Overall, the rules and traditions of Ramadan in Cairo provide a framework for spiritual growth, self-discipline, and acts of kindness. They serve as a reminder of the importance of faith, gratitude, and compassion, bringing the community closer and reinforcing the values that define the holy month.


Drinking Culture in Cairo

Cairo has a diverse and evolving drinking culture, influenced by both religious and cultural factors. While Islam prohibits the consumption of alcohol, Egypt, including Cairo, has a significant non-Muslim population and a growing number of establishments that serve alcohol.


Alcohol consumption in Cairo is prevalent, with a range of options available, including local beers, imported wines, and spirits. Many restaurants, bars, and hotels cater to the demand for alcoholic beverages, particularly in areas frequented by tourists and expatriates.


However, it is important to note that the consumption of alcohol is faced with certain cultural perceptions and sensitivities in Cairo. Islam, the predominant religion in Egypt, prohibits the consumption of alcohol as it is believed to cloud the mind and impair judgment. As a result, Muslims in Cairo generally abstain from alcohol and uphold their religious beliefs.


Despite these religious restrictions, Cairo’s drinking culture is influenced by the country’s rich history and cosmopolitan nature. Egyptians have a long-standing tradition of socializing and enjoying local beverages such as arak (a traditional anise-flavored spirit) and hibiscus-infused tea. These non-alcoholic drinks are commonly shared among friends and family during gatherings or on special occasions.


Moreover, with the increase in international tourism and the influence of Western cultures, Cairo has seen the emergence of modern establishments that offer a wide range of alcoholic beverages. Some neighborhoods, such as Zamalek and Maadi, are known for their vibrant bar scenes, attracting locals and tourists alike.


Cairo’s drinking culture is also influenced by the concept of “ahwa,” traditional Egyptian coffeehouses. These establishments serve a variety of hot beverages, including tea and coffee, and provide a space for socialization and relaxation. While alcohol is not typically served in ahwas, they remain an integral part of Cairo’s cultural fabric.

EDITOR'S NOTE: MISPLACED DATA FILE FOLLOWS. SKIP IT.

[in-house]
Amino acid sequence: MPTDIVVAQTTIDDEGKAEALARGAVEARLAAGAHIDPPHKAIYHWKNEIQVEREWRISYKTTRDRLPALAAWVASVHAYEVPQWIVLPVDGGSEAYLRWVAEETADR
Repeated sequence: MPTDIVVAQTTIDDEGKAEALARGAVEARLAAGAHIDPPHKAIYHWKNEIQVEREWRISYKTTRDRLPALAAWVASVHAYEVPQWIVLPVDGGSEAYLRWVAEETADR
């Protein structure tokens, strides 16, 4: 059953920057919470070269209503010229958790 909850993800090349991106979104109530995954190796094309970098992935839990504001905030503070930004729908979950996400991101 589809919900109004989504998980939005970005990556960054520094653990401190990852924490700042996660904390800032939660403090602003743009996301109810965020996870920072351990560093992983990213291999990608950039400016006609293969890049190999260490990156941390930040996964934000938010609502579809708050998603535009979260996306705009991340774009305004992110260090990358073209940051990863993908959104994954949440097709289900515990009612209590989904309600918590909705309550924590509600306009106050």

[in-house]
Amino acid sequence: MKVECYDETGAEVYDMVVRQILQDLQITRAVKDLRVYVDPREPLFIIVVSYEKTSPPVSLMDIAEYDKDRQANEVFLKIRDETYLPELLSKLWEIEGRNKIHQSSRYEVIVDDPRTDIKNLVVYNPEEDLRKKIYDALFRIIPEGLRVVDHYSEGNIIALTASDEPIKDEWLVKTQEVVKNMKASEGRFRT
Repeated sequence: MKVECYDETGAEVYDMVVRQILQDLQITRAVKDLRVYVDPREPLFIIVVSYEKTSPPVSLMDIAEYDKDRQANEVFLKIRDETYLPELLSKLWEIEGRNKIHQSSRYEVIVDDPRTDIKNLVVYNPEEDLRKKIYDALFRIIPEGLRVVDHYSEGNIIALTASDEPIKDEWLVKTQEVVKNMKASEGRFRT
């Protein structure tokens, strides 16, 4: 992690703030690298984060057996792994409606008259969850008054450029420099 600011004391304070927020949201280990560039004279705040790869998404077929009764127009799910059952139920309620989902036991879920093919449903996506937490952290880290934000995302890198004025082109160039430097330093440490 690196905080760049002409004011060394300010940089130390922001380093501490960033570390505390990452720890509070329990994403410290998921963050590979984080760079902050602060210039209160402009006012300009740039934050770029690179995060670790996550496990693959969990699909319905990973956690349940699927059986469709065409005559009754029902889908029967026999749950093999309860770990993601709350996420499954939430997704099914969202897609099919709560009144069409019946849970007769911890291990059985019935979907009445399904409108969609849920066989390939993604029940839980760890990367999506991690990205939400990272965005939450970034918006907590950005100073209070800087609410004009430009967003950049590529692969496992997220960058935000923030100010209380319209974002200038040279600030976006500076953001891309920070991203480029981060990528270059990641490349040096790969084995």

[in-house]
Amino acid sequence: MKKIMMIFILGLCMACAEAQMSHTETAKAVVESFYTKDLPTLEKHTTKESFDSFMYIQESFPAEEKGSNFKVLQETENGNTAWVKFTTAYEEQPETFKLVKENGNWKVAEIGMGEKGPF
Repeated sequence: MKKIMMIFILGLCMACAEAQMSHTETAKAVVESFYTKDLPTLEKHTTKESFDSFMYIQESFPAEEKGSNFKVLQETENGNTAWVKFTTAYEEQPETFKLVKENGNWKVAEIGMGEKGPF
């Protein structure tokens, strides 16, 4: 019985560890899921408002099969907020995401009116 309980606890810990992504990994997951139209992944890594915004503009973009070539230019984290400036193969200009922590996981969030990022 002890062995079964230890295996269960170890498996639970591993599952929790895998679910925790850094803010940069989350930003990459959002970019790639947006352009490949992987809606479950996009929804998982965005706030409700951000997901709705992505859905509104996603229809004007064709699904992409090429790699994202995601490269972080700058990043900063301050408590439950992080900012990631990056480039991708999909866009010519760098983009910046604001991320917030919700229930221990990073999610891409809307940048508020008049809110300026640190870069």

Overall, Cairo’s drinking culture reflects the diversity of the city, with a mixture of traditional non-alcoholic beverages, religious restrictions on alcohol consumption for Muslims, and a growing availability and acceptance of alcoholic beverages for non-Muslims and tourists. Understanding and respecting these cultural nuances is crucial for visitors to Cairo.


The Impact of Ramadan on Drinking Habits

The holy month of Ramadan has a significant impact on drinking habits in Cairo, both in terms of the consumption of alcoholic beverages and non-alcoholic alternatives. As a month of fasting and heightened religious devotion, Ramadan brings about changes in social dynamics and cultural practices surrounding drinking in the city.


For Muslims, Ramadan is a time of self-discipline, abstinence, and spiritual reflection. During this month, the majority of practicing Muslims in Cairo strictly adhere to the Islamic teachings and abstain from consuming alcohol. The act of fasting itself reinforces the concept of self-control, and Muslims often strive to maintain a pure and focused mindset throughout the entirety of Ramadan.


As a result, the consumption of alcoholic beverages significantly decreases among the Muslim population in Cairo during Ramadan. The cultural and religious significance of the month encourages individuals to prioritize spiritual growth, prayer, and acts of charity, redirecting their focus away from indulgence in worldly pleasures, including alcohol.


However, it is important to note that non-Muslims and tourists in Cairo may still have access to alcohol during Ramadan, as some establishments cater to their needs. Hotels, bars, and restaurants that primarily serve non-Muslim clientele may continue to offer alcoholic beverages, albeit with certain restrictions and considerations. It is common practice for such establishments to either close off their alcohol-serving areas or operate discreetly out of respect for the cultural and religious sensitivities during this time.


Moreover, the decline in alcohol consumption during Ramadan has led to an increase in the popularity of non-alcoholic alternatives. Cairo experiences a surge in demand for refreshing and hydrating beverages such as fresh juices, mocktails, and traditional drinks like jallab and tamarind juice. These non-alcoholic options are enjoyed during iftar (the evening meal to break the fast) and suhoor (the pre-dawn meal).


The impact of Ramadan on drinking habits in Cairo goes beyond the temporary abstinence from alcohol. It fosters a sense of community and shared experiences, as people of all backgrounds join together to respect and understand the religious devotion of their Muslim neighbors. The focus shifts towards spiritual reflection, charitable acts, and strengthening social connections.